How blockchain will improve the recycling sector
Traditionally, technologists and developers saw the role of blockchain as being primarily in the financial industry. However, according to The Recycling Association, it also has vast potential in the recycling sector too.
Blockchain is a distributed ledger technology which promises to bypass the need for trusted centralised agencies, like banks, in economic transactions. The idea is to record transactions, contracts and other trading devices on a network of computers. Once you make an entry on a distributed ledger, every computer in the grid contains a record of the transaction, verifying the legitimacy of the trade. The system is almost impervious to abuse.
Applying this technology to recycling is, to many, the next logical step. Companies that receive recycled materials need a way to quickly verify that it meets their quality requirements and is fit for purpose. Blockchain technology gives everybody in the recycling supply chain access to the same immutable information, helping to smooth the flow of data from producers to recyclers, to regulators and so on. The hope is that with better streams of information, everyone in the system will be able to keep track of any issues that relate to compliance.
The Traca System - Using The Blockchain In The Recycling Sector
The Traca system is a tool which developers and regulators hope will make the use of blockchain more ubiquitous in the recycling sector. The basic idea of the project is to provide everyone in the value chain, including regulators, with accurate, reliable and trustworthy data about recycled products changing hands.
To start, the system will provide people with information such as verified gross mass as the Annex VII form. However, over time, the designers of the scheme hope that they will be able to expand its functionality into new areas.
Companies have already successfully trialled the new technology. Recycling firm CS Recycling located in north London recently used it on seven containers bound for foreign markets. The technology helped the firm dramatically cut the amount of time spent administering the shipment from hours to minutes.
Implementing blockchain is vital in the recycling sector because of the increased burden of regulation and the need to accurately record information. Recycled products often pass through five or six entities before reaching their final destination. There needs to be a way of tracking the goods to ensure their quality and provenance, and to prevent tampering.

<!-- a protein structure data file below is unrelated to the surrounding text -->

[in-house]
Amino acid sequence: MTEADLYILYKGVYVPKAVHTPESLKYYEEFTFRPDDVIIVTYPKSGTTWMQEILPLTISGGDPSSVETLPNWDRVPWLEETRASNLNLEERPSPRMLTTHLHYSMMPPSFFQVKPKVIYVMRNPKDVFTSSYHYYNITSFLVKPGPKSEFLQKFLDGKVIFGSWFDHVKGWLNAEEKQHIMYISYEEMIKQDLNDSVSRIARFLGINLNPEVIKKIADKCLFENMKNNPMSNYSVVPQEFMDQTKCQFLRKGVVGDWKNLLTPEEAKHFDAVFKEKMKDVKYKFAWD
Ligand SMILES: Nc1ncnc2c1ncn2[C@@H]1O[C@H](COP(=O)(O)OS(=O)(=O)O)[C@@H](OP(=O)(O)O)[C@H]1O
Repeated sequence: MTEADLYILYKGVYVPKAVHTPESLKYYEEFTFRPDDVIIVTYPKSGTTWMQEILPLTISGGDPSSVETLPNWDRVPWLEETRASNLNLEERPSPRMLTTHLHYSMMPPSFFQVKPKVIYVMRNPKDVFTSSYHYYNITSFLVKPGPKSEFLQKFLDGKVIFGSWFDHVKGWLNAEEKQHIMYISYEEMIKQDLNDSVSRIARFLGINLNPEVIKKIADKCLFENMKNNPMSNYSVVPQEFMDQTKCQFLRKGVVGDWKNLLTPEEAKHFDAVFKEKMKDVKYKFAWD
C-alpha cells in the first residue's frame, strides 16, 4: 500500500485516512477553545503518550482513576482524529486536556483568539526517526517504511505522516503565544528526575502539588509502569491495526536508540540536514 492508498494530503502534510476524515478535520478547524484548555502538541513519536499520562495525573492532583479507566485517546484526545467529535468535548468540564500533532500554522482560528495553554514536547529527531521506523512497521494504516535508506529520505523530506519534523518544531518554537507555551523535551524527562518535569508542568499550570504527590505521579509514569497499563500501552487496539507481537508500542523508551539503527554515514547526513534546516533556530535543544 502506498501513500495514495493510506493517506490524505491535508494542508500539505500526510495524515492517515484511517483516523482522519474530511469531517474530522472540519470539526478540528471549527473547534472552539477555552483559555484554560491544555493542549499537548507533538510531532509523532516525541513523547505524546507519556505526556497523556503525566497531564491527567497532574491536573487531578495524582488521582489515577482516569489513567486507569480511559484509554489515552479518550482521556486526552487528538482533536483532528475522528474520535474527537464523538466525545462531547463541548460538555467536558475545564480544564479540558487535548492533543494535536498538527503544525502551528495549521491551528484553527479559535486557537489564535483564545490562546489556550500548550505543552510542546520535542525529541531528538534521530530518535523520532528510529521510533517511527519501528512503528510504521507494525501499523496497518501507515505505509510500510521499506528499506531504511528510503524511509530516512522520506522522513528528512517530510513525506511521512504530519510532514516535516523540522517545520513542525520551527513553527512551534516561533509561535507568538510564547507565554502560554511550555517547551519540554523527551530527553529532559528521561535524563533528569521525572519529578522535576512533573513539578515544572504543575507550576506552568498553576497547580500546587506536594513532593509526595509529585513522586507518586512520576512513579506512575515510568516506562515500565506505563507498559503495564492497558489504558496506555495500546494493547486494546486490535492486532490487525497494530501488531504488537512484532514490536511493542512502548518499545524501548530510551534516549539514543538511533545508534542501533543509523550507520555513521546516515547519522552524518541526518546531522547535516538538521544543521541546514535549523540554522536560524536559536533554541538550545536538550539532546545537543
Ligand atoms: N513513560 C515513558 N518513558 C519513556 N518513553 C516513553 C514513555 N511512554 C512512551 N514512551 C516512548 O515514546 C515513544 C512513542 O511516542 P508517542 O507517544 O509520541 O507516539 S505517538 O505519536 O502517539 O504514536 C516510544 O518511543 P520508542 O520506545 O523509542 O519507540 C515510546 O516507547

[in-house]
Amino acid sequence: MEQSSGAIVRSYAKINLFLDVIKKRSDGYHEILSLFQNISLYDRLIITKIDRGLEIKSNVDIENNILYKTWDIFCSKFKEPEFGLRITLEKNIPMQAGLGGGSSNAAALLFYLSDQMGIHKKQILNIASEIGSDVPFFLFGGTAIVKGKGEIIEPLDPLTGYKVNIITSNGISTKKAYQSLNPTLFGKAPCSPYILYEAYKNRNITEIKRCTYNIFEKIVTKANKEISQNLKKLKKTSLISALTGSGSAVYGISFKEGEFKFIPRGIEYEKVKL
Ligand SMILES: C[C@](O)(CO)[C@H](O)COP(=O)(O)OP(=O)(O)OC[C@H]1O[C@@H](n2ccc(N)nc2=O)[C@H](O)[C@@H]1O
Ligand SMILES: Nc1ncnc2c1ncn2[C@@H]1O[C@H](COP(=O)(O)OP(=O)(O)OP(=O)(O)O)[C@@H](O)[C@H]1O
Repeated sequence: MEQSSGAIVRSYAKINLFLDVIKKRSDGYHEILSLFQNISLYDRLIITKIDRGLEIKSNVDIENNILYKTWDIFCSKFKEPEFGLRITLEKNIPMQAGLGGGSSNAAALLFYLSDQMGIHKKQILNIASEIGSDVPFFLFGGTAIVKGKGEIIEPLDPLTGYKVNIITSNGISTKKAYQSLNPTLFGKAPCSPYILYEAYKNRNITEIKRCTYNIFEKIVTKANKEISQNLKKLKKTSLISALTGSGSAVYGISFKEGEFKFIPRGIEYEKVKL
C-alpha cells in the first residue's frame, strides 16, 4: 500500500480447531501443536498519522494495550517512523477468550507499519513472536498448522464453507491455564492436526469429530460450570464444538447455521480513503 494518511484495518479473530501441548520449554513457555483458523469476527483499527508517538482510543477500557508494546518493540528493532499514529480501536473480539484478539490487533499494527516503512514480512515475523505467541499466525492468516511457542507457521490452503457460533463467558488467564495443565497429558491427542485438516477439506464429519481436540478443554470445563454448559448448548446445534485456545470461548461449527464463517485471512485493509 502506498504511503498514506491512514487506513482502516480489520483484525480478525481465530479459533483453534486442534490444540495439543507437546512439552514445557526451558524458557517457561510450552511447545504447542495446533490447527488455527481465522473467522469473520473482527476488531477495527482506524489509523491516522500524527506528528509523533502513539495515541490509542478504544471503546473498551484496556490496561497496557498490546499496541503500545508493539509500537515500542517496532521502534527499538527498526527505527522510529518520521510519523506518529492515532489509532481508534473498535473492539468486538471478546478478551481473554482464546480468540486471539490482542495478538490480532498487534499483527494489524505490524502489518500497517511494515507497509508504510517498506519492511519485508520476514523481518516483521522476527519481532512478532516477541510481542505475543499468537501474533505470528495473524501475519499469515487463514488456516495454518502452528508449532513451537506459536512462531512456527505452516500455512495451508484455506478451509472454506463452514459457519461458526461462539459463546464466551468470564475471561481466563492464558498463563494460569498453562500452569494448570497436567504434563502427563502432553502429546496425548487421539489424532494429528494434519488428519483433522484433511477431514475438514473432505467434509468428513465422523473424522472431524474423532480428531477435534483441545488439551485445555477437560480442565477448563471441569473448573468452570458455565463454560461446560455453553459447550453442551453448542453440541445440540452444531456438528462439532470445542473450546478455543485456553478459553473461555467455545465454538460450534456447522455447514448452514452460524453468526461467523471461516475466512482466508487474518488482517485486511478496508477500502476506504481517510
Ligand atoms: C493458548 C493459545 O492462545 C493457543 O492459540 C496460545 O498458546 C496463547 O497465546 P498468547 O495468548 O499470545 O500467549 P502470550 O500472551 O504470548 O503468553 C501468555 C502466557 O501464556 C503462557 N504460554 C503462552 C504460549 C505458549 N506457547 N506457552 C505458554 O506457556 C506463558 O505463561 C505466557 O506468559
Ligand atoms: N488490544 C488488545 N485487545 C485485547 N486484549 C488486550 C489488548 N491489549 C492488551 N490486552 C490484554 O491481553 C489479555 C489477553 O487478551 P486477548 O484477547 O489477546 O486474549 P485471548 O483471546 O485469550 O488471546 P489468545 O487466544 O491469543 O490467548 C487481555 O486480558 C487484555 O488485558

Everyone involved in the shipment of recycled goods, from port authorities to manufacturers, should be able to get data on the transfer whenever they like. Blockchain provides a solution.
The UK government is keen to make the Annex VII system entirely digital. The new Traca system will cater to that, too, combining the benefits of blockchain with company compliance requirements.
Blockchain Offers Better Efficiency In The Recycling Sector
The main business appeal of blockchain is better efficiency and less time spent hammering out contracts.
The way that blockchain works is incredibly simple. Once the stated terms of a contract are met, smart contracts on the blockchain automatically trigger the next step in the process. So, for instance, if a company receives a shipment of recycled goods, blockchain kicks into action, debits the buyer's account and passes the money onto the recycler automatically. The blockchain, therefore, offers peace of mind. Everybody knows in advance what will happen at each stage of the transaction. The process continues as long as parties fulfil all conditions in the contract.
You can see why the blockchain offers so much promise to the recycling sector. Plastic recycling is a logistically complicated process. Recyclers have to collect material from dozens of locations, refine it into new industrial inputs, and then ship it off to end users. These producers may then send it on again to a series of other companies, each of which uses it in a variety of products. A single batch of recycled material could find its way into dozens of products.
Blockchain-enabled smart contracts assist in smoothing the process. Employees can get on with their regular work while the rules baked into the initial blockchain-based agreement execute once conditions are met. In complicated supply chains, blockchain lets each person track the passage of recycled goods from source to destination.
Traca and other blockchain systems are in massive demand right now from recycling companies in the UK and all over Europe. A company called Visy, for instance, is already using the new technology to track its exports and share information about its shipments with other stakeholders in the supply chain. The hope is that the company will be able to use blockchain ledgers to speed up internal operations and cut down on admin.